The Illustrated Bubble

Some very interesting charting by Gary Shilling:

The Coming Collapse in Housing

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13 Responses to The Illustrated Bubble

  1. SAS says:

    Are these the graphs that are out of the book “irrational exuberance”?

    A good book to read by the way…


  2. SAS says:

    wait, I am thinking of Robert J. Shiller.

    my mistake.

  3. lisoosh says:

    Chart 2 is really scary – the lead in to the mother of all crashes.

  4. BC Bob says:

    “And recall that overblown markets don’t just return to trend, but overshoot on the downside just as the housing market has on the upside.”

    Make sure you don’t just look at the charts. The article is a must read!!! Just a phenomenal article, have to read this 3-4 more times. I’ve said this many times, the charts pertaining to housing look more like a grain chart in the middle of a prolonged drought. Well when the rains come, the market plummets. Housing on the downside will mirror the move on the upside, just like a grain chart. Markets always retrace back to their underlying fundamentals. He is absolutely correct about it overshooting on the downside. Gotta go, have to read this again!!

  5. BC Bob says:


    Thanks!! What a geat find this was!!!!! Very powerful!!!

  6. Nothing less than 25% off peak 2005 says:

    Charts/Facts take the emotion out of the situation.

    All these charts show a bloated overpriced mania that is in the process of collapsing.


    Buy near asking be underwater from day 1.

  7. Nothing less than 25% off peak 2005 says:

    Buy at 25% off 2005 peak probably underwater at some point.

    Condos/townhomes 50% collapses most likely.




  8. Annamelbourne says:

    It’s a great windfall to get Gary Shilling for free. In that article, he answers thoroughly and convincingly, with evidence, a lot of the questions that people on this site have been asking for more than a year: How far will prices go? How long will it take? How will the rest of the economy be affected? How likely is a fed bailout? What form would a bailout take?
    I’d never bet against Gary Shilling, who has one of the most accurate forecasting records in the business. He works, by the way, in Springfield, NJ. Thanks so much for providing this piece.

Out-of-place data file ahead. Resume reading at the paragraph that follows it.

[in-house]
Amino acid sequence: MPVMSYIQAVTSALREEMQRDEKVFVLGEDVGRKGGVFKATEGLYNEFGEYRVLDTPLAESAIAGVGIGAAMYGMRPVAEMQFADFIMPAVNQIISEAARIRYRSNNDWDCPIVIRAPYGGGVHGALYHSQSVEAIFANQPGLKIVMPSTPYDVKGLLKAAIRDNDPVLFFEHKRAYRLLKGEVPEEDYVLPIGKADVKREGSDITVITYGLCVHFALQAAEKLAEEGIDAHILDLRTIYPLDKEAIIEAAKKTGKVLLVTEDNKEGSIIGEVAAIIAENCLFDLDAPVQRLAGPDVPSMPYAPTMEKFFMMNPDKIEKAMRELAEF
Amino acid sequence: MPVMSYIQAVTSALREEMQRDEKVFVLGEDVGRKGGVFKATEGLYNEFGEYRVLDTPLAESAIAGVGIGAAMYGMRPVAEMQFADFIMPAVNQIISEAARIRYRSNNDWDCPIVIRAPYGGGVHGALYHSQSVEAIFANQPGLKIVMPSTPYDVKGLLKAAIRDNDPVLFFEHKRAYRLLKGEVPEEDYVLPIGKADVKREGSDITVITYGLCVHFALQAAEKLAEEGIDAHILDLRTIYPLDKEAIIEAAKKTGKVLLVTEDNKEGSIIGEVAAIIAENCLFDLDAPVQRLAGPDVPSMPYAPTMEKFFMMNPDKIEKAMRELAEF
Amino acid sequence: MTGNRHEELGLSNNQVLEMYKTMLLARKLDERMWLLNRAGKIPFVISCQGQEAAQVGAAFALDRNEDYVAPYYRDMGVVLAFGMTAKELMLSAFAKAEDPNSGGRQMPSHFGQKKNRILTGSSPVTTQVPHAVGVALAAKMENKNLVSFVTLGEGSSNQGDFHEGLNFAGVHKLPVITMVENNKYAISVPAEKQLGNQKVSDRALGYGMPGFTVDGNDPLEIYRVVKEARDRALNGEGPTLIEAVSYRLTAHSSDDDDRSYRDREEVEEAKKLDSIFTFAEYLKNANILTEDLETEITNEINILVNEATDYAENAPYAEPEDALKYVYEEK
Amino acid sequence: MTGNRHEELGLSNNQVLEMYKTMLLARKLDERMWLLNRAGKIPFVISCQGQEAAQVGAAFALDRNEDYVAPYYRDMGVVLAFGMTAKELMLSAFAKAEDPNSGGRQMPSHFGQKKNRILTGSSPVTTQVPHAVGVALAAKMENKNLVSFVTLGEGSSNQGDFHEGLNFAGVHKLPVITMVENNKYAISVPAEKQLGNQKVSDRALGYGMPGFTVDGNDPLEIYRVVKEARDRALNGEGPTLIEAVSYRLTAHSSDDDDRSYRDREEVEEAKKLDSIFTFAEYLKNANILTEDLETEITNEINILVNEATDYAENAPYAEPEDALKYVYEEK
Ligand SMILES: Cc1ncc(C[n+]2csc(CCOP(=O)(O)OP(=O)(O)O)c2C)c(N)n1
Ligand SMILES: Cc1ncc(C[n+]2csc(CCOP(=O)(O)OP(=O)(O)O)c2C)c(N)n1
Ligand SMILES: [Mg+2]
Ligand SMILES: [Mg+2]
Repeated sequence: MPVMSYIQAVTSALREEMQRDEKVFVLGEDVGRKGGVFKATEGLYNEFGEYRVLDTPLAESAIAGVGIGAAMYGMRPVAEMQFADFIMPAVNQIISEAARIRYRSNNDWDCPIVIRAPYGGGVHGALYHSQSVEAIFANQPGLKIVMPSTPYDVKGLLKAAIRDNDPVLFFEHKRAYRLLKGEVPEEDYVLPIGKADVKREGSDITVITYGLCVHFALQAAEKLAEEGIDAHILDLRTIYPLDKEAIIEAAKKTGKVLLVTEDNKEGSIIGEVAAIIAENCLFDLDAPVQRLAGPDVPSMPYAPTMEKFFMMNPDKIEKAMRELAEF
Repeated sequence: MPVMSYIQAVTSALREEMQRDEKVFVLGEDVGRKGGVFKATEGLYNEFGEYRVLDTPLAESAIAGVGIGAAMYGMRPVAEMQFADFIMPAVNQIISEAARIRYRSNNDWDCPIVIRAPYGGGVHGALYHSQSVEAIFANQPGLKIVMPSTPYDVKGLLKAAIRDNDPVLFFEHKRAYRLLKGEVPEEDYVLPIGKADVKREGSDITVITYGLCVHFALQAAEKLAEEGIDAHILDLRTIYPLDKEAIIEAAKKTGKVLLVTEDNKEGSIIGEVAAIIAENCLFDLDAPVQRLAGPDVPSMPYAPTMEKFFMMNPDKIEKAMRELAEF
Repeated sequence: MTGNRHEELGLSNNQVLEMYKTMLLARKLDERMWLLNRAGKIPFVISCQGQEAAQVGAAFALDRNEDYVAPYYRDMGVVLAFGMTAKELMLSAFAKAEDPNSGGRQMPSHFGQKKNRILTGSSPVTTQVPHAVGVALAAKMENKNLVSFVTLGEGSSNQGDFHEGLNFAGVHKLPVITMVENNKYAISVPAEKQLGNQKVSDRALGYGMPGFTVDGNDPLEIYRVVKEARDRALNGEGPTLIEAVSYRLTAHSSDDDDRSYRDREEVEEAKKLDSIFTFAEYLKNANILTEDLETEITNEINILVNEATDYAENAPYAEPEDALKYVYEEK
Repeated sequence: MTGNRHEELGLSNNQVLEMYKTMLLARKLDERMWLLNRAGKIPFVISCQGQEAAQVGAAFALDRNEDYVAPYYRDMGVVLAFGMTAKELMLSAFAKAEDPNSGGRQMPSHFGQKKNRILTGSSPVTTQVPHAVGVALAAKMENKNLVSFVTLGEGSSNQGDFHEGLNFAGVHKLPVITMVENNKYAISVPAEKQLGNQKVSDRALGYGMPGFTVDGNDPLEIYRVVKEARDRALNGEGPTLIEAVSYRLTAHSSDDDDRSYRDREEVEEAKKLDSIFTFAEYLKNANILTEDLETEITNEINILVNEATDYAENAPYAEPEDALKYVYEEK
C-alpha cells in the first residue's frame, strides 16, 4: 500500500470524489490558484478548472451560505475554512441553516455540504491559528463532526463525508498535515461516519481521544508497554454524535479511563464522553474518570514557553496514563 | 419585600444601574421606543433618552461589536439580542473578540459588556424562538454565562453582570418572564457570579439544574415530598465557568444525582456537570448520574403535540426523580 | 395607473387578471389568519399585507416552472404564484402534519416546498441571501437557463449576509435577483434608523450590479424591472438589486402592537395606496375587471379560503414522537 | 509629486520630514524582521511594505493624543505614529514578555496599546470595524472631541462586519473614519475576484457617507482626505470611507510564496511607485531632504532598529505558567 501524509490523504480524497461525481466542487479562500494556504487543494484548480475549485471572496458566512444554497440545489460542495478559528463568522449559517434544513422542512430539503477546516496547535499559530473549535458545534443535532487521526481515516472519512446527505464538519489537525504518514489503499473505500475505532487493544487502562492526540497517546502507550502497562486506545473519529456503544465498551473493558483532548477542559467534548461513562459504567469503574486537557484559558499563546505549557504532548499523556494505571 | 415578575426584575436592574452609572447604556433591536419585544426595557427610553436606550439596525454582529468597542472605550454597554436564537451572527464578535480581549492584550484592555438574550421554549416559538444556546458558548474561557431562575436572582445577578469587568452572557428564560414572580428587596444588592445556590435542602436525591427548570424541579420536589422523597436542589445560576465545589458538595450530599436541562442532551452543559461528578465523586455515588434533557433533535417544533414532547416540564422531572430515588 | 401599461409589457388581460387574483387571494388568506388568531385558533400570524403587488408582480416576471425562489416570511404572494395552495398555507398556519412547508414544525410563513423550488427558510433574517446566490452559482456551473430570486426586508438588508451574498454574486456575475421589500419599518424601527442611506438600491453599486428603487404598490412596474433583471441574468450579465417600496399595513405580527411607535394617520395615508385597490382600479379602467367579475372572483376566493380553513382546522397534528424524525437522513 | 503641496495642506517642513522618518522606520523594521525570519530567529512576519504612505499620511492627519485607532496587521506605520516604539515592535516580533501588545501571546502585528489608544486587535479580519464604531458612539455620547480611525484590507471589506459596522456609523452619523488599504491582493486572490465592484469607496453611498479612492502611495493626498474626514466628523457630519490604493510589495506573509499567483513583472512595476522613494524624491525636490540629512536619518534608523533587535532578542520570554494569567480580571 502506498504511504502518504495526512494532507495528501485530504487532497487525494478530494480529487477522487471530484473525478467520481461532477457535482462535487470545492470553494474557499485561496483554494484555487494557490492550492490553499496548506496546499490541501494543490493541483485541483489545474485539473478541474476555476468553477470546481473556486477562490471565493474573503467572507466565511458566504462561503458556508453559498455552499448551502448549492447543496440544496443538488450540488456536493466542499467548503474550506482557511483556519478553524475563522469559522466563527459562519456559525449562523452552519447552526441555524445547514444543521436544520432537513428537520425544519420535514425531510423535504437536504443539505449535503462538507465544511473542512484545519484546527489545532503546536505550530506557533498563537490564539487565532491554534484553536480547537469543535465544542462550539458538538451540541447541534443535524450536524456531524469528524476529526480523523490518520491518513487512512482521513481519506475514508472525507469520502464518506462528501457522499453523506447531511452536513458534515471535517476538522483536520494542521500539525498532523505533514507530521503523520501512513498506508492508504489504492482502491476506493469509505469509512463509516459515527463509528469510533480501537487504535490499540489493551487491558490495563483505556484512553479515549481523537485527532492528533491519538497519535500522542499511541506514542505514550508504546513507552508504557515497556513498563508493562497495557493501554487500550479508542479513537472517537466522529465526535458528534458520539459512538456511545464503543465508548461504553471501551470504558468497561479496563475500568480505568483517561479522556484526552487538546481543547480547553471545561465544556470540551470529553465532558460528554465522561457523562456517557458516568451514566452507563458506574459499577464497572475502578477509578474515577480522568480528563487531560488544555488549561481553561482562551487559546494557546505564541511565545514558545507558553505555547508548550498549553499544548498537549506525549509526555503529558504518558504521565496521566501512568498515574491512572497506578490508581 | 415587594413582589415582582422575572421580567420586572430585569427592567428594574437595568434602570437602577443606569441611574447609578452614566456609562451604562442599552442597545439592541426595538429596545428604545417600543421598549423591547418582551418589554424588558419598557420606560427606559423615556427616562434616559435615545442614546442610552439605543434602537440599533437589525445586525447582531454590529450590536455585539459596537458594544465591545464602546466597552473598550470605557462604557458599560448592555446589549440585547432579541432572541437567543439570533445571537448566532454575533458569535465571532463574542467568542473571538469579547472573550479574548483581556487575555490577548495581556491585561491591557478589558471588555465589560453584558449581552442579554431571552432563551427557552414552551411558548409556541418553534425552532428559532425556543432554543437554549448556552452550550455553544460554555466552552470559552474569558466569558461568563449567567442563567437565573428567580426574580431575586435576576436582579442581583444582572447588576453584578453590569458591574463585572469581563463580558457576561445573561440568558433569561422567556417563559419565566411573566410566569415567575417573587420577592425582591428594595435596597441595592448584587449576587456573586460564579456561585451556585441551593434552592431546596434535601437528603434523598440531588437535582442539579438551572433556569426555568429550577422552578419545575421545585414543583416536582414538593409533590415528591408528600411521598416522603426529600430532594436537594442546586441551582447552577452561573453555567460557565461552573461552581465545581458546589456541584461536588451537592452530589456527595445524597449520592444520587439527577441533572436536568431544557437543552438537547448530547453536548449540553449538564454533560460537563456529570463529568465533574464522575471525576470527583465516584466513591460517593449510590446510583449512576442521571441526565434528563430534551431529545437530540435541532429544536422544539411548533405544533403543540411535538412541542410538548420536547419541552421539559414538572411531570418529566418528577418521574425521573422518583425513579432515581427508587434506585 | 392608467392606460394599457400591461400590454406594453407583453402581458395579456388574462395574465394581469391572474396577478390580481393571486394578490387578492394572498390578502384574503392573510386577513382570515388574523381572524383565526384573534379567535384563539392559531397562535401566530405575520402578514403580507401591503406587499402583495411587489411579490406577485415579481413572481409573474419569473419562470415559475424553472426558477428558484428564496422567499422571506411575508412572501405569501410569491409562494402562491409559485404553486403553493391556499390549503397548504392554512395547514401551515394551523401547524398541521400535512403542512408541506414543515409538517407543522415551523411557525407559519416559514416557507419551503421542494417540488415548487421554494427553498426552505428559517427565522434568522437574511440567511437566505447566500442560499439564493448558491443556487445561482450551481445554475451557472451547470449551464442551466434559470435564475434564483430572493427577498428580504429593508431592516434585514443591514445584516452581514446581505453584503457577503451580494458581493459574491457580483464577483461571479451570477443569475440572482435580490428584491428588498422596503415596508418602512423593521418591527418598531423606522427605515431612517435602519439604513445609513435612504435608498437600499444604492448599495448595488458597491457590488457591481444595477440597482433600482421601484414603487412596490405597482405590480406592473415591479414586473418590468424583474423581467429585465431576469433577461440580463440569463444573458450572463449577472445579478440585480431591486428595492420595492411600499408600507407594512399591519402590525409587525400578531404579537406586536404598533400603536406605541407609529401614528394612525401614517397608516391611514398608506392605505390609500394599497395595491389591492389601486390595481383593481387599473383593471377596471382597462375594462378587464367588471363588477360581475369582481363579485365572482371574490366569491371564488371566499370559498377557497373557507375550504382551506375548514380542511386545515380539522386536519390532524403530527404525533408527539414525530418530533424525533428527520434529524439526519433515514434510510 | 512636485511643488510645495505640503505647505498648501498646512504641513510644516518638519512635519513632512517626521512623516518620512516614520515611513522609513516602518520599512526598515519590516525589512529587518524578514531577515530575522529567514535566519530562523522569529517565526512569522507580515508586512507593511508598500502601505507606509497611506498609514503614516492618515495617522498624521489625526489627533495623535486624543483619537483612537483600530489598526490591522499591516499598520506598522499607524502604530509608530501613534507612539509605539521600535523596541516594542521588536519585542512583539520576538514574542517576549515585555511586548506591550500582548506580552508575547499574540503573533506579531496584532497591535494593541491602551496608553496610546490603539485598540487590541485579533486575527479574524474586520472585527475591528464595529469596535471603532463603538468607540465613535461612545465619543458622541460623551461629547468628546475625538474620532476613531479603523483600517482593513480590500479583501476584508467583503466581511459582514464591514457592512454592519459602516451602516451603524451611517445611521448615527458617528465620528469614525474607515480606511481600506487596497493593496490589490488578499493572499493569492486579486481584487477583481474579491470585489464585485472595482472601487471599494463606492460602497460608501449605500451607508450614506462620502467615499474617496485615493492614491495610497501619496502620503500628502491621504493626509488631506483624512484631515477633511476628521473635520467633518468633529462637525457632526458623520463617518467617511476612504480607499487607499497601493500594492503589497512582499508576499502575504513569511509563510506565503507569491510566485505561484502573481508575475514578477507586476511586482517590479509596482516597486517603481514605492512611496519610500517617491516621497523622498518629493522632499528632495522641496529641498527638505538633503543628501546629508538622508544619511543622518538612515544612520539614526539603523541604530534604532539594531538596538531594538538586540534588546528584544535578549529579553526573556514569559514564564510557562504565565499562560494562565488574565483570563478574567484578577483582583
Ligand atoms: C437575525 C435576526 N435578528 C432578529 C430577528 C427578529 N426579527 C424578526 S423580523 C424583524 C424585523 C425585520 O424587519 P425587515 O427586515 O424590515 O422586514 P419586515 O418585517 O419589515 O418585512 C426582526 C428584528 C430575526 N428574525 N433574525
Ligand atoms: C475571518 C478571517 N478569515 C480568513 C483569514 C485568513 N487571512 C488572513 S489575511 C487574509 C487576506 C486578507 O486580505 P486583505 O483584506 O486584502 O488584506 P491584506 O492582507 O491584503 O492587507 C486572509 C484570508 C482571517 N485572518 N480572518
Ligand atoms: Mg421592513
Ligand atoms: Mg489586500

9. BC Bob says:


    One of the best according to Institutional Investor magazine. You are right, it is a windfall for all the readers on this site to get this for free. Some of the best that the street has to offer, by the way, no agenda!!!

  10. v says:

    We have seen so many graphs showing crash trend lines. Wonder why there aren’t any that show continued boom :)

  11. Jay says:

    If the Fed lowers rates [as predicted by Shilling] back down to 1%, what is that going to do to the dollar, and who will want to buy our debt [treasuries]???

  12. Robert Coté says:

    There’s Shiller’s Chart 2 again. For all his great work this one concept doesn’t belong in the equation. “Real quality adjusted,” just look at 1950-1990 and try to claim a 1950 median house and a 1990 house cost the same in 1990. Ignore the asbestos removal or anything like that. The 1990 house is 50% larger and has dozens more features. It just isn’t possible to track this concept.

  13. BC Bob says:

    “The 1990 house is 50% larger and has dozens more features. It just isn’t possible to track this concept.”

    Wrong. This chart has nothing to do with the median cost of a home. Chart 2 shows the real adjusted price, in terms of inflation. In real terms houses keep up with the rate of inflation, actually a little better, historically, except for the period from 1910-1945, where real returns were less than the inflation rate . It has nothing to do with features, size, proximity, etc.. From 1890 to 2000 the chart shows us that the price of a home averages a 1-1.2X return vs.inflation, except for that one period. Are you saying that this is a new paradigm where a McMansion with no furniture or a house with granite countertops now justifies a 2X return???? Which do you feel is more reliable 1890-2000 0r 2000-2005???

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